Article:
Thursday, 08 October 2015

Kazakhstan's revival of the Silk Road Initiative: the challenges ahead

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By Rafis Abazov

October 8th, 2015, The CACI Analyst

During his recent visit to China, Kazakhstan’s President Nursultan Nazarbayev signed a series of trade agreements and Memorandums of Understanding (MOUs) on 48 projects valued at about US$ 30 billion. The Minister of Economic Affairs, Yerbolat Dosayev, has called the Chinese market one of the “main markets for Kazakhstan.” The Kazakh government also reiterated its support for the Beijing-instigated “Silk Road Economic Belt (SREB)” initiative and agreed to continue working on several large infrastructure projects. But opinions of Kazakh experts on the SREB are divided. Some believe China’s financial backing will strengthen trade and lead to economic growth, but others are skeptical, claiming it would conflict with the U.S.´s “New Silk Road” initiative.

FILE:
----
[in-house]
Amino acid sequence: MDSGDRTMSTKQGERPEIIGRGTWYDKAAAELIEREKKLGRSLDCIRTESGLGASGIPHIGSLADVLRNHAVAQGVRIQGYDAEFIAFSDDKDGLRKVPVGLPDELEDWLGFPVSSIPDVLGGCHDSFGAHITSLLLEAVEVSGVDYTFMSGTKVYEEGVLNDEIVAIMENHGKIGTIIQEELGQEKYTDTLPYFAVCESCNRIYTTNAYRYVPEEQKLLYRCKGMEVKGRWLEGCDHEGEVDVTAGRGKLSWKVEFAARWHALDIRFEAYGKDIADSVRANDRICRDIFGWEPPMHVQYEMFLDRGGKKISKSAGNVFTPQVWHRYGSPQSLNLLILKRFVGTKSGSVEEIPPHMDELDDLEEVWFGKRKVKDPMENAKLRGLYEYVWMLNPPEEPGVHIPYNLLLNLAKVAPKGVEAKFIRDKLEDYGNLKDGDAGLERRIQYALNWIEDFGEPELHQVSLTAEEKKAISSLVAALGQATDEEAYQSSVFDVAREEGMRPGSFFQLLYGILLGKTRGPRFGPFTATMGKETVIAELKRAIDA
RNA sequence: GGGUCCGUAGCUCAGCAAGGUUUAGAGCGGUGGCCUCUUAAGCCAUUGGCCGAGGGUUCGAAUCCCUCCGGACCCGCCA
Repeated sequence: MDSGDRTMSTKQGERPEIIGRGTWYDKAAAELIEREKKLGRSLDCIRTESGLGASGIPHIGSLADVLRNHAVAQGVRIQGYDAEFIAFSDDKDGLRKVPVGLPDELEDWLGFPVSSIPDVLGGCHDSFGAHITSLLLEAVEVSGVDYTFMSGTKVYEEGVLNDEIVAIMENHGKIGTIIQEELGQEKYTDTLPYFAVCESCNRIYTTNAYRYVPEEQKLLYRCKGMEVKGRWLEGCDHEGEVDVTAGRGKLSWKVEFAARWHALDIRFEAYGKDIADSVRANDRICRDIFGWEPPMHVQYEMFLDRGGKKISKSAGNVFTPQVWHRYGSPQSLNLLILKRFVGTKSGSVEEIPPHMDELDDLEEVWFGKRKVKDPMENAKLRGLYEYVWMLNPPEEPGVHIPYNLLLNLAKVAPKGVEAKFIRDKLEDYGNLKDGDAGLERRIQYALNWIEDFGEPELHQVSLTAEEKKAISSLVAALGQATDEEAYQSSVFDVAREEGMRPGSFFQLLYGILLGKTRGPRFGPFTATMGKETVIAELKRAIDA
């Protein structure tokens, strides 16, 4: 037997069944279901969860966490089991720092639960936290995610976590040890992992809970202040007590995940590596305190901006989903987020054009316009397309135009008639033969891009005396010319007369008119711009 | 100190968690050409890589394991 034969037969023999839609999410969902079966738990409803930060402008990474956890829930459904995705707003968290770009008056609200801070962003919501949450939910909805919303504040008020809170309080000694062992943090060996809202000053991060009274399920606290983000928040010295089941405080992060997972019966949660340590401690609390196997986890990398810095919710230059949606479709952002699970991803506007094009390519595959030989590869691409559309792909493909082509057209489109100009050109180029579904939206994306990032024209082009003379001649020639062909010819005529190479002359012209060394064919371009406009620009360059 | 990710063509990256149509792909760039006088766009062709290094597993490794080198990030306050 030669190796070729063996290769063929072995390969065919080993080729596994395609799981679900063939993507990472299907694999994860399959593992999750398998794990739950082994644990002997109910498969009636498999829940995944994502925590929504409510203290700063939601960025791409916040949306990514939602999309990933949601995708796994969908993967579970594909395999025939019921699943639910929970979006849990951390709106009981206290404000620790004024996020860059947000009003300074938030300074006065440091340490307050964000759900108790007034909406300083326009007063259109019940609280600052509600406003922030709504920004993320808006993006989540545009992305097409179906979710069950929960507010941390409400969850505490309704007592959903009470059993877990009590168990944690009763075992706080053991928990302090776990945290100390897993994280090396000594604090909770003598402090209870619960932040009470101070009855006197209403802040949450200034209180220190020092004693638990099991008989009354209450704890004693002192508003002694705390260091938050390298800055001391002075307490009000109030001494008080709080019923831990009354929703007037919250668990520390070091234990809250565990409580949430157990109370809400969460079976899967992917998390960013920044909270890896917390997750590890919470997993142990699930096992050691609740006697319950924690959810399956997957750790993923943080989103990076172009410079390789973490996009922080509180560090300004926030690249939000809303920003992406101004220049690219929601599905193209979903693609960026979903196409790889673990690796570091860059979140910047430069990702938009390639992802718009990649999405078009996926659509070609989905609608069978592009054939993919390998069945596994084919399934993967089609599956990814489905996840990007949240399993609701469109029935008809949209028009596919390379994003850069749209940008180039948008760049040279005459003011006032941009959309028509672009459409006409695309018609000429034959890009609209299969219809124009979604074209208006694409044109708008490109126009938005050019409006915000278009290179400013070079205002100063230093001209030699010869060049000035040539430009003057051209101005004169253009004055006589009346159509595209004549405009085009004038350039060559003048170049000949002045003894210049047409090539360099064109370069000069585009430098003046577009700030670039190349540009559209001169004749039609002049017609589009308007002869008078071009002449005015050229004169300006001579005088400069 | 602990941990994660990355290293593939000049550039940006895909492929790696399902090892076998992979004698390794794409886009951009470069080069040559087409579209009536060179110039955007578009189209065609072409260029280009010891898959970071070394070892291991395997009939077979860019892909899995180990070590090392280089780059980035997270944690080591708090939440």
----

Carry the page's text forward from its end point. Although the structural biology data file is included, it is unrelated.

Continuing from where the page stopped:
BACKGROUND: Following Nazarbayev’s visit to China, numerous media reports and discussions among experts have reminded us that the concept of promoting a new Great Silk Road has been actively discussed for the last 20 years. The idea is to revive the trade route that for many centuries connected China and Europe via Central Asia, and thereby bring prosperity and better collaboration between the countries along the way. This would mitigate the negative impact of remoteness from major global markets, which has tended to pose a limitation for the land-locked Central Asian countries.

Indeed, there have been repeated efforts to revive economic cooperation between the countries in the Central Asian region, not only by the national governments but also by several international players. One such attempt is Washington’s “New Silk Road” (NSR) initiative, introduced by then Secretary of State Hillary Clinton in 2011. NSR was established with a single political objective: to politically stabilize Afghanistan and by extension Central and South Asia by promoting South–South cooperation, closer links and political dialogue.